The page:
I am always amazed at how diverse the English language is, depending on where it is spoken. When I was in England some time ago, I noticed some windows with large posters that read, "BILL STICKERS WILL BE PROSECUTED." I thought, "Who is Bill Stickers, and what has he done?" When I asked someone about it, I discovered (a few laughs later) that "bill stickers" are people who put up posters illegally. Sometimes things get lost in the translation.

That is what happened to the followers of Jesus after His crucifixion. He had spoken to the disciples about His impending death and resurrection — constantly and in great detail. They apparently had missed something in the translation, because when He was crucified, they were devastated. They never anticipated such a thing would happen.

The Bible gives us a snapshot of two such followers who had lost all hope. In their minds, Jesus let them down. Their dreams were destroyed when they saw Him crucified on a Roman cross. They once walked and talked with Jesus. They witnessed His miracles.

But in an instant, all they hoped for was gone. The one called the King of Kings was taken and crowned with thorns. They saw spikes driven through His hands and feet. They hoped for a last-minute miracle. But none came. He was gone. Three days had passed. "That was it," they thought. "We were mislead. Something went wrong."

They heard rumors that Jesus had risen again. Mary Magdalene, who had been to the tomb, said she saw Him personally. Still, they did not believe. They decided to leave town. But every step away from the cross is a step in the wrong direction.

On the road to Emmaus, Jesus "drew near" to these two (Luke 24:15). There they were, walking along with the Lord beside them, and they didn't recognize Him. When He asked what they were discussing, they began to tell Jesus about Jesus. "We were hoping that it was He who was going to redeem Israel," they lamented. "Indeed, besides all this, today is the third day since these things happened" (v. 21).

They didn't realize what they were saying. We were hoping that He would deliver Israel, but obviously, He failed in His mission. Their hope was gone.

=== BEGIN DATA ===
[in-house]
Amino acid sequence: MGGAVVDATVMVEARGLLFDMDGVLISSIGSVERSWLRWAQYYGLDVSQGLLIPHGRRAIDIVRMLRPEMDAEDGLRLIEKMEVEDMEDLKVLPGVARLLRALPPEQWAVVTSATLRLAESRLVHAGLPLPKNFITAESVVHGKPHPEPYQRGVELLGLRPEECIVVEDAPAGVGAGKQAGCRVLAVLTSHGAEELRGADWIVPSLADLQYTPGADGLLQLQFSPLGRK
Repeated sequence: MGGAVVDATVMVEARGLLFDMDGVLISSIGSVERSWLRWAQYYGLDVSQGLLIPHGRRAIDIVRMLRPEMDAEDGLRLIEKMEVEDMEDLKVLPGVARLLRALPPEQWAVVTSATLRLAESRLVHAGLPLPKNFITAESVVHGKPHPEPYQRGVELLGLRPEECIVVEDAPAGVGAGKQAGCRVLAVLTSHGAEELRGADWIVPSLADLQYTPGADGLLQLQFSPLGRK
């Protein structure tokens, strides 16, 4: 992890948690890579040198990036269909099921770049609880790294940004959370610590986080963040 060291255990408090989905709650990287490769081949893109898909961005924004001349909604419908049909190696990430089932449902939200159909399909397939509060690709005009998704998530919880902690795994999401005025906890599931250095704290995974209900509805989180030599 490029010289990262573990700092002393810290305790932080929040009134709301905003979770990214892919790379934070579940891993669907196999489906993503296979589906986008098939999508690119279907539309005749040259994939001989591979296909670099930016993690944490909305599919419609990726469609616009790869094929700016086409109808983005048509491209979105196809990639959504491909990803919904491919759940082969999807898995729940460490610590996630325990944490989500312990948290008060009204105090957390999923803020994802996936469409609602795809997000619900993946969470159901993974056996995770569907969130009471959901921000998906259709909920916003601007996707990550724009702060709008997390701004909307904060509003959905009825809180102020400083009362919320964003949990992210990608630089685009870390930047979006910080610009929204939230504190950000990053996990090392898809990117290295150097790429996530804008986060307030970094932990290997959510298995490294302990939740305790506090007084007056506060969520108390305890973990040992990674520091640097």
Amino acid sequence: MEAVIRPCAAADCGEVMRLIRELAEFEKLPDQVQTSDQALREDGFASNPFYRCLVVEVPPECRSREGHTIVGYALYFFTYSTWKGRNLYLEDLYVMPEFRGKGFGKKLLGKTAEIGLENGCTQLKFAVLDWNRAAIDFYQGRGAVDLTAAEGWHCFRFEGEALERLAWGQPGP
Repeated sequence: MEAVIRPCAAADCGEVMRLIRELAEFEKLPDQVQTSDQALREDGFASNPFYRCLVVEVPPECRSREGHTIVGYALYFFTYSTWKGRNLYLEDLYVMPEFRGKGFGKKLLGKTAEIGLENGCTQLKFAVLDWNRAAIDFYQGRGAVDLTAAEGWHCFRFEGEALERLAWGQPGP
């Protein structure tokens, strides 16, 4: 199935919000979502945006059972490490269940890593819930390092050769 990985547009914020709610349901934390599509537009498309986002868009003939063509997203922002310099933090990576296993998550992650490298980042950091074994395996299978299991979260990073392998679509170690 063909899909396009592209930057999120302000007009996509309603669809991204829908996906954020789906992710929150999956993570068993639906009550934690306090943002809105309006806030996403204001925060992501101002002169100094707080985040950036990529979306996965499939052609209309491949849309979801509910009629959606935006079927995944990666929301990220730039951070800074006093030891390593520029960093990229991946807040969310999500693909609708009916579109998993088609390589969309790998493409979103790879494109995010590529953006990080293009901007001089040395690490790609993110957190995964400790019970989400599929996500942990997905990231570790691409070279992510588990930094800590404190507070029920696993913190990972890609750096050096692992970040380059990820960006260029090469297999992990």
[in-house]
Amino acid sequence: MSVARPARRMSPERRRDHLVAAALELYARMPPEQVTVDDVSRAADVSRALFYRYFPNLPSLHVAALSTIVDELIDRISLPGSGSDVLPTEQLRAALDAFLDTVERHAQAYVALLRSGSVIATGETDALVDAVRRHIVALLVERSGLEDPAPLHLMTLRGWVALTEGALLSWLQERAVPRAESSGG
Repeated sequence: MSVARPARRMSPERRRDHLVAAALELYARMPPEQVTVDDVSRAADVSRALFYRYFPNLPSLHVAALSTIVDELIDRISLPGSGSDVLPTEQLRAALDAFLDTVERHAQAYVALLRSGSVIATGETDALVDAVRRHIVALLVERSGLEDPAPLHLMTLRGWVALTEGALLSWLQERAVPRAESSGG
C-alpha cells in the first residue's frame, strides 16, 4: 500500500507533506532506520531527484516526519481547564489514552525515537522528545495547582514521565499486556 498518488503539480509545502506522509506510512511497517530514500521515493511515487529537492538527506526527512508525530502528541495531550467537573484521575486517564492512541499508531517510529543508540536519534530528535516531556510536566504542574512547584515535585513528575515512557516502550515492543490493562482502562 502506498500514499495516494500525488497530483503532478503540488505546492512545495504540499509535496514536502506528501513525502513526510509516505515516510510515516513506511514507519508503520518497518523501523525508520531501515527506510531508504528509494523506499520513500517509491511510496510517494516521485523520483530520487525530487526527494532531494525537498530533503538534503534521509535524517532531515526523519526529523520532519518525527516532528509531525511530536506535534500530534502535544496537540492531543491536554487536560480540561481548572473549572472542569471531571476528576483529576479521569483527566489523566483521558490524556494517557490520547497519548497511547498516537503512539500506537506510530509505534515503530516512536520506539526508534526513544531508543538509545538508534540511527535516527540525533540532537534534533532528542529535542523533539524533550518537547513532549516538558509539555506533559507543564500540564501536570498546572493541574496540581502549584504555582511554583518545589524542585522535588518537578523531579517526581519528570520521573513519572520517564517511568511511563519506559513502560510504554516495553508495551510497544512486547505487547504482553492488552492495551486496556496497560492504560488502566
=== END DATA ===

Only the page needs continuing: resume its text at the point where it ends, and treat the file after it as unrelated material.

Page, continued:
What did Jesus do to restore it? He took them to the Scriptures. "Beginning at Moses and all the Prophets, He expounded to them in all the Scriptures the things concerning Himself" (v. 27). A lot of people today are looking for a "new revelation" from God. If you're looking for revelation, then I would suggest breaking out the Bible and reading it. God wants to speak to you, but He will do it through His Word.

Next, Jesus reminded them of what they already knew. "O foolish ones, and slow of heart to believe in all that the prophets have spoken!" (v. 25). He was essentially telling them, "You need to act on what you already know is true." A lot of us just need to do what we know is right. We know what steps we need to take. We know what things we ought to do. We simply need to do them.

Finally, Jesus didn't agree to stay with them until He had been invited (v. 28). When the invitation came and they began to eat the evening meal, they suddenly recognized Jesus, and He vanished. There He was, suddenly revealed to them. As a result, their hope was rekindled and the fire in their hearts was reignited.

The same things that reignited their hearts on the way to Emmaus can reignite your heart today. But if you think God has failed you, it is time to realize that you have misunderstood God. When you are hurting, you need to run to the cross, not away from it. These followers of Jesus, on the road out of Jerusalem, were trying to get away from what could spiritually influence them for good.

God has not failed you. You simply have misunderstood what He wants to do in your life. He wants to come into your life and help you, but you must invite Him. He can reignite your heart, restore your hope, and get you back on the right path.